Were you terminated?
I was working until mid Dec before I took some time off
In such a situation, fraud would not be an issue. Any prosecution for criminal fraud requires the prosector to prove fraudulent intent beyond a reseasonable doubt.
A review of work records, such as you calling in, would support your position that you beleived you were employed.
Does that make sense?
No, I was not terminated. No one contacted me. This done after a new director was hired (My old one retired) I had worked there about 20 hrs a week for past 7 1/2 years in good standing.
As to "can she do that" an employer can amend their own records.
This is not unusual where an employee is out on leave. Here, even more so due to the informal leave arrangement.
Normally, for proof of employment pay stubs are required as well in the loan application process.
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My current concern is that now that I am looking for a job I have to put on application that I have been unemployed since Feb 2012 (Instead of May 1012) which would be the actual time she took me off the active employee list. And as far as her changing "her own records" they were not hers...she did not hire me or even call to ask or notify of changing my status. As far as the loan.....we were "per-qualified" They called in April to my work...he was told I was still an employee at that time. He understood I was on vacation so the fact that I did not have recent pay stubs was not an issue.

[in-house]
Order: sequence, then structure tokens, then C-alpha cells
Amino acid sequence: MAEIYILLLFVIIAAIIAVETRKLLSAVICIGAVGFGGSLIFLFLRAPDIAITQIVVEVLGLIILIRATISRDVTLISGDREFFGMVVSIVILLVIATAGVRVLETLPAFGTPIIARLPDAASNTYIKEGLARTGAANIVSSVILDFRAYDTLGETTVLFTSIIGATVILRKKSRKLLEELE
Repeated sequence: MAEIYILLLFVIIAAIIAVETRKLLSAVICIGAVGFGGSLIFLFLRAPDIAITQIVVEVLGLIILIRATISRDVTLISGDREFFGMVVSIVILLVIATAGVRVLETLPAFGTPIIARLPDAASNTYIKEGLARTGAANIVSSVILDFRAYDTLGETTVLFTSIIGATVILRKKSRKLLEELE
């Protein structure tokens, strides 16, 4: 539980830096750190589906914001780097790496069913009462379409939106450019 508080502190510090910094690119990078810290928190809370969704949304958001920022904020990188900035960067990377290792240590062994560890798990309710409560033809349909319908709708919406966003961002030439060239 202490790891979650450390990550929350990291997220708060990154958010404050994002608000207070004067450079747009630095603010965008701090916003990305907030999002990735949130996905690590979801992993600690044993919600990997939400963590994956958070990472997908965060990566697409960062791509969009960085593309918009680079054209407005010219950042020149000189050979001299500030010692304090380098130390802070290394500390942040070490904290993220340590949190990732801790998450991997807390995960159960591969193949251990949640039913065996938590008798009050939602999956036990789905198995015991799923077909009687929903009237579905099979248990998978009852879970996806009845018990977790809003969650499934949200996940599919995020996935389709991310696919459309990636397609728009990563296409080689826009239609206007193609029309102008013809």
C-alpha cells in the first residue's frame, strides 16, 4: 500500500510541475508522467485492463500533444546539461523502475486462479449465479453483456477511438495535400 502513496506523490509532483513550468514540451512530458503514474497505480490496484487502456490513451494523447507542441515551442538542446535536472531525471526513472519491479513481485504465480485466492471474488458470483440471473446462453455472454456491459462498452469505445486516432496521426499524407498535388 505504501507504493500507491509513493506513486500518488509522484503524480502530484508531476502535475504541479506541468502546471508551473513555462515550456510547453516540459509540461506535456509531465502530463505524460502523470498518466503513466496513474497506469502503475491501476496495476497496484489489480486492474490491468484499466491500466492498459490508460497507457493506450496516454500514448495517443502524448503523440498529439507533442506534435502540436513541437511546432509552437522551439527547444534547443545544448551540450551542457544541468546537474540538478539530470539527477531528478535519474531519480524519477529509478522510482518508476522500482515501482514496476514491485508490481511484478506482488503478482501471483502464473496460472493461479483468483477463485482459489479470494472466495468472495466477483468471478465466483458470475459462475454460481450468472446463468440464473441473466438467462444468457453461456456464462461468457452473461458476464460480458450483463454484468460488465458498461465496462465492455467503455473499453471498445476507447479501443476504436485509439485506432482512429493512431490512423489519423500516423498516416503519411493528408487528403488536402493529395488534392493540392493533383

As to whether such records can be changed, I think you are asking what the law says about such issues.
Where there is such a lose employment status, nothing prohibits a change to an employment end date. In reality, it may not have any impact if the employee has evidence of employment past that date.
Are you asking if you can force the employer to change the employment end date?
Yes, I plan to call and speak with the director...I have not contacted her yet (I found out when calling the secretary (old friend) to check again for me so I could write it on my resume as recently quitting.
There is no means under the law to force an employer to alter their own records. An employee is free to tell potential employers the real end of employment date and would probably need to show some proof should the discrepancy become an issue. Normally an explanation of the situation would occur. This happens sometimes when employees are terminated while on leave and the issue is address with an explanation, where needed, on an employment application.